A Message From A Happy Passenger

A Message From A Happy Passenger

Prepared by Harold Stephens,
Travel Correspondent for Thai Airways International

Among the many e-mails I receive each day, I try to answer as many as I can, especially in regard to things like the terrible tsunami and dreadful floods that played havoc in the Kingdom and that had done so much damage. Here is a letter I would like to print to show the gratitude many people have in appreciation for what the Thai people, the government and Thai Airways International did to help in this crisis.

Dear Harold Stephens,

I would like to add a few thoughts to your column Weekly Travel Update and your THAI blog (www.thailandandandbeyond.com) When we listen to the media these days we hear a lot of criticism. Why did this happen or why isn’t this being done. Few media give praise. They are more interested in sensational news, news that sells. I would like to contribute to the news that doesn’t sell.

I am a foreigner living in Thailand. I love it here and have great respect for the people and the government. Sometimes I do not understand why things are done the way they are. Why some local and national officials seem to insist on doing things so differently then the proven way I’m used to seeing them done back home. But, again, I’m the guest here and I don’t get to voice my option. 

That being said let me share an observation with you. I have been around Asia for about eight years. The last three my wife and I have lived here in Bangkok. During these years, I know that few Asian countries have the resources or the roadmap to give the kind of direction needed during a national crisis like the one we have all witnessed with the tsunami and now the recent floods,

I would dare say that Thailand has never had to respond to such a personal crisis before. But here they are doing their best to match the International organizations experienced in giving direction. And doing it well I may add. 

For a country that has never had to perform this kind of all out international search and rescue, and have such up and running within hours of understanding the need, I take my hat off to their amazing effort. 

Let me tell you a true story my wife and I experienced during the tsunami on the second day of this national disaster. We were asked to go to the airport and find a friend of a friend who had been evacuated from Phuket during the early hours of the emergency. She and her husband had been at a resort on Koa Lac beach. They had been walking the beach when the wall of water hit them both and carried them in separate directions. He is still missing. She was hurdled into the jungle and found herself wrapped around a palm tree 25 feet in the air. She was black and blue with bruises when she was found. The Thai rescuers helped her and others, who were huddling together waiting for assistance. These Thai rescuers did their job and got them to the local hospital. After being pronounced movable she was shipped off to Bangkok and put up in a hotel not far from the airport. All this was within 24 hours of the wall of water. 

When we were asked to find her all we had was a name and nationality. Our job was to go to the airport and see if we could find any record of her arrival. Not knowing how to go about this task or what to expect, we nevertheless went to the airport. All we wanted to do was help somehow.  The taxi dropped us at the departures area for the domestic terminal.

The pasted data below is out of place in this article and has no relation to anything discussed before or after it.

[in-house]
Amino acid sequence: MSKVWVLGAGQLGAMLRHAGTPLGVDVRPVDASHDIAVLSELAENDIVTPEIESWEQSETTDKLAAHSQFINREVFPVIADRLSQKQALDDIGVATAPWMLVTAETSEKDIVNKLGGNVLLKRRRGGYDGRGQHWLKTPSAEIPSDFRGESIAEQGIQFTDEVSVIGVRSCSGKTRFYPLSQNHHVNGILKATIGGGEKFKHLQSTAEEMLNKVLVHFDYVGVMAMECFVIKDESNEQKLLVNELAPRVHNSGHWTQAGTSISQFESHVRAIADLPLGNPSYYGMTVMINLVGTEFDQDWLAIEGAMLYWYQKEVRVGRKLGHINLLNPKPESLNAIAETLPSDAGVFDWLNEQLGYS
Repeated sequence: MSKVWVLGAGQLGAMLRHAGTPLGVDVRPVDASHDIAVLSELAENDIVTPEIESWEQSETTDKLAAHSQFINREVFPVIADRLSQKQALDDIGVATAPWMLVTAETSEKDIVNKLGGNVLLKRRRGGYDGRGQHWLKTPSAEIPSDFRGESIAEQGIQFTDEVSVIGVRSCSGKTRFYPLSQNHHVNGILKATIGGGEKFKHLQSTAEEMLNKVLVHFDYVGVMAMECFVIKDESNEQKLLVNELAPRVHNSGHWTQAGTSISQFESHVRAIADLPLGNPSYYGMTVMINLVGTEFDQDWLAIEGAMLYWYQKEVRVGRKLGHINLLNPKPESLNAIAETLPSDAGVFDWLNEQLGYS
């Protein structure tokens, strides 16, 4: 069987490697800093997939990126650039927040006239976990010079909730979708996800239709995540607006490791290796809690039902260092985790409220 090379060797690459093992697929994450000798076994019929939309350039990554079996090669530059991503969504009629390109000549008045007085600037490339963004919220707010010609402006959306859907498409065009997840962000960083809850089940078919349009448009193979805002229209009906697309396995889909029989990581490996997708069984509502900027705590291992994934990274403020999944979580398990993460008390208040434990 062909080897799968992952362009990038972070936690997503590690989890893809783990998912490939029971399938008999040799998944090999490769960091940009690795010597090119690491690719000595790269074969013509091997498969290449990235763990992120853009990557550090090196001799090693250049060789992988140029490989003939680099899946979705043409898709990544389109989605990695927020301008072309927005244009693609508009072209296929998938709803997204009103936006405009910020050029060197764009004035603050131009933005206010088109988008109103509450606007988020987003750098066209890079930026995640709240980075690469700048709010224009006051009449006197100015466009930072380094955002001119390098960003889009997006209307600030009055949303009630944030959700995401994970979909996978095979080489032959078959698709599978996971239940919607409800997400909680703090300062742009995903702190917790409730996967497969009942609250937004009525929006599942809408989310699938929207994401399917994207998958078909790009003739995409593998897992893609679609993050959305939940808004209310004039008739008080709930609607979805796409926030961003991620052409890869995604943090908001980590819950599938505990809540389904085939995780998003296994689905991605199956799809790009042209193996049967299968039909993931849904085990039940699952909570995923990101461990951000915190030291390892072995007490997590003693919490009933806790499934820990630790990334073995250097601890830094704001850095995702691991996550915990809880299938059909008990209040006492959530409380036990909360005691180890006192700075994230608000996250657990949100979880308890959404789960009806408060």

Now what? When we go inside we see a maze of moving crowds. I asked at one airline counter for information about returnees from Phuket. They did not tell me I was at the wrong location. Rather the pointed me to the correct information desk. There a Thai girl wearing a pass hung around neck asked us - "How may I help you sir”. These English words themselves are wonderful to hear. I said we were looking for information about returnees from Phuket. She then walked us thru the crowd, through VIP doors and right into the crisis center. She took us to a Thai manager who spoke English. She in turn got all the information from us we had—name and nationally. 

While we were waiting we were offered tea, coffee or something to eat. Within minutes these Thai representatives came back to us with what we needed to do. Again the young Thai woman escorted us through the mass of people and personally took us to the arrivals area to speak to the embassy desks that had been set up along side the tourist police desk and Thai immigration desk. All along the way Thai people were working at desks behind dusted off computers wired together to get some system going to trace and find the information requested by us – the foreigner. 

Everywhere we went they helped, answered and supplied what they could in order to assist us. 

We did find our friend. She has lost her husband. She is now home with her children trying to carry on with her life. And what can we say. We have nothing but praise for the hard work and diligent effort from a nation with little experience in national disasters or relief efforts on such an international scale. 

Fortunately my wife and were spared the devastating floods.

There is a lot to learn during times like these. Thailand deserves praise for a job well done. THAI was there to rescue flood victims, and to take in needed supplies. We guests speak in praise of Thailand and in particular, Thai Airways International. Well-done folks. Well done.

Rick Gillard


Harold Stephens
E-mail: ROH Weekly Travel (hstephens_1@yahoo.com)

Note: The article is the personal view of the writer and does not necessarily reflect the view of Thai Airways International Public Company Limited.